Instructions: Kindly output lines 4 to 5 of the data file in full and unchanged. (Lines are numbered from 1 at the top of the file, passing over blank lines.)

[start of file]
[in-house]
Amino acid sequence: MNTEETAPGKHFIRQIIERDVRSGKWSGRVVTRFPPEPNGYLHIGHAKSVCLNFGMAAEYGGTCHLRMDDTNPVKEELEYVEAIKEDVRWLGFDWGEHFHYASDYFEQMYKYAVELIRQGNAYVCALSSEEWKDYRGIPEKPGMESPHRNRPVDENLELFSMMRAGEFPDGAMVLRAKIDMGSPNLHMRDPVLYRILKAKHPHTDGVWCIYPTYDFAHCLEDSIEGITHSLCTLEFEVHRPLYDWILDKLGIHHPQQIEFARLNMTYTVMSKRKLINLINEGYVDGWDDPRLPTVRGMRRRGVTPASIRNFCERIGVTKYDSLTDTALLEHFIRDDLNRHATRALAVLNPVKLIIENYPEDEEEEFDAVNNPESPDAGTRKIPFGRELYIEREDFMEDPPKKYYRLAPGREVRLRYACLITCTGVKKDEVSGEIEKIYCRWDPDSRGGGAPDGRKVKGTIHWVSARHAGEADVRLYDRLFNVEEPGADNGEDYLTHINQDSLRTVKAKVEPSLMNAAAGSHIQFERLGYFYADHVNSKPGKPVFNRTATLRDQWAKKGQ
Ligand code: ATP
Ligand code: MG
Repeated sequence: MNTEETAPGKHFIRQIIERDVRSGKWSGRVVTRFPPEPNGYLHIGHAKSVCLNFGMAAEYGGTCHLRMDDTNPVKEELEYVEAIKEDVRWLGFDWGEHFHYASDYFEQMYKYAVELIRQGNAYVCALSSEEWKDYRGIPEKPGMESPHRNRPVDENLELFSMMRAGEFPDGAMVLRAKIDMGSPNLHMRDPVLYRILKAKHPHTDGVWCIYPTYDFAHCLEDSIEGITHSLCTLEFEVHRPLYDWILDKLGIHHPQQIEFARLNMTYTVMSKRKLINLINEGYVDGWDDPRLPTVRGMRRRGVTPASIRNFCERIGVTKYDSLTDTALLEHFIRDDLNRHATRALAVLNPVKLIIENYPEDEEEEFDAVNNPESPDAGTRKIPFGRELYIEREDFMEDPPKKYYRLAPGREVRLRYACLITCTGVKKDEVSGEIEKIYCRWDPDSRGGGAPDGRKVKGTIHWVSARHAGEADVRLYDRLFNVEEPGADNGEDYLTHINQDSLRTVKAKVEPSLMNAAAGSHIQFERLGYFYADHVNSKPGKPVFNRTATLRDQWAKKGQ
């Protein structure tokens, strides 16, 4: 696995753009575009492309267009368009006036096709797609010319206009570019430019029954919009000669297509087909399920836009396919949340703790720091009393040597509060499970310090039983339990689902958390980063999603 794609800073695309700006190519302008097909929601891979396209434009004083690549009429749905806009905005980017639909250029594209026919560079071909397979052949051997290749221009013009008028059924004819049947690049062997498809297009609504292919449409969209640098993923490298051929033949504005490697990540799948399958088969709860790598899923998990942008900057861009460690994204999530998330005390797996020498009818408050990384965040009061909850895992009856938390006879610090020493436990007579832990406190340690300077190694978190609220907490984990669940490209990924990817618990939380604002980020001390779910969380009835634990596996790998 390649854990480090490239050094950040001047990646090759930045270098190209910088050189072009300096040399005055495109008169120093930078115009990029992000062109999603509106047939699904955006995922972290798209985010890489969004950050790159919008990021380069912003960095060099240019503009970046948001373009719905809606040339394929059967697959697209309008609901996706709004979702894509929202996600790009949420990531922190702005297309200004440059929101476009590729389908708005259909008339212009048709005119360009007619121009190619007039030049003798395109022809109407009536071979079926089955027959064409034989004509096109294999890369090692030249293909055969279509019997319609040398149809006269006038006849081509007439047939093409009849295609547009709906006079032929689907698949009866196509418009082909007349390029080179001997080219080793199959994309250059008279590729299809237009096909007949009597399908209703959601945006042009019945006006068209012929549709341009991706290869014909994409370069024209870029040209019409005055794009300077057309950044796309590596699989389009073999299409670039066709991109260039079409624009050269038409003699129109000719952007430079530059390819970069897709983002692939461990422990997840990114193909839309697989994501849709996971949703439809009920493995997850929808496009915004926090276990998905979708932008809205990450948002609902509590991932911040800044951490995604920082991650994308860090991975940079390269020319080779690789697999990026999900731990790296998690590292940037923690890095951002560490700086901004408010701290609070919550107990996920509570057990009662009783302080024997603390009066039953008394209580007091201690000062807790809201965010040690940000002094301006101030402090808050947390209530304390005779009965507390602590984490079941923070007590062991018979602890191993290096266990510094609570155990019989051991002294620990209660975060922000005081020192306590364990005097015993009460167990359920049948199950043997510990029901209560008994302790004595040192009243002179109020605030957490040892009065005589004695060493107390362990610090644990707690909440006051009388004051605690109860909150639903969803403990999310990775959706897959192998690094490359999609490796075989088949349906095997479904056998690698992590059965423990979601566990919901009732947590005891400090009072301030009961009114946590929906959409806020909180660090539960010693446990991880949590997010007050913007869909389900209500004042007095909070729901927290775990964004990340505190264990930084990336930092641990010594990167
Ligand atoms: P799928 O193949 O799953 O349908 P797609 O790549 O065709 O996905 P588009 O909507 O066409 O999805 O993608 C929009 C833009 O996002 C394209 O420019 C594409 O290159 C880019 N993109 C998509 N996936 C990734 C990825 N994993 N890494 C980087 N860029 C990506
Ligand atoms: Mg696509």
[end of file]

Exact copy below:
Ligand code: MG
Repeated sequence: MNTEETAPGKHFIRQIIERDVRSGKWSGRVVTRFPPEPNGYLHIGHAKSVCLNFGMAAEYGGTCHLRMDDTNPVKEELEYVEAIKEDVRWLGFDWGEHFHYASDYFEQMYKYAVELIRQGNAYVCALSSEEWKDYRGIPEKPGMESPHRNRPVDENLELFSMMRAGEFPDGAMVLRAKIDMGSPNLHMRDPVLYRILKAKHPHTDGVWCIYPTYDFAHCLEDSIEGITHSLCTLEFEVHRPLYDWILDKLGIHHPQQIEFARLNMTYTVMSKRKLINLINEGYVDGWDDPRLPTVRGMRRRGVTPASIRNFCERIGVTKYDSLTDTALLEHFIRDDLNRHATRALAVLNPVKLIIENYPEDEEEEFDAVNNPESPDAGTRKIPFGRELYIEREDFMEDPPKKYYRLAPGREVRLRYACLITCTGVKKDEVSGEIEKIYCRWDPDSRGGGAPDGRKVKGTIHWVSARHAGEADVRLYDRLFNVEEPGADNGEDYLTHINQDSLRTVKAKVEPSLMNAAAGSHIQFERLGYFYADHVNSKPGKPVFNRTATLRDQWAKKGQ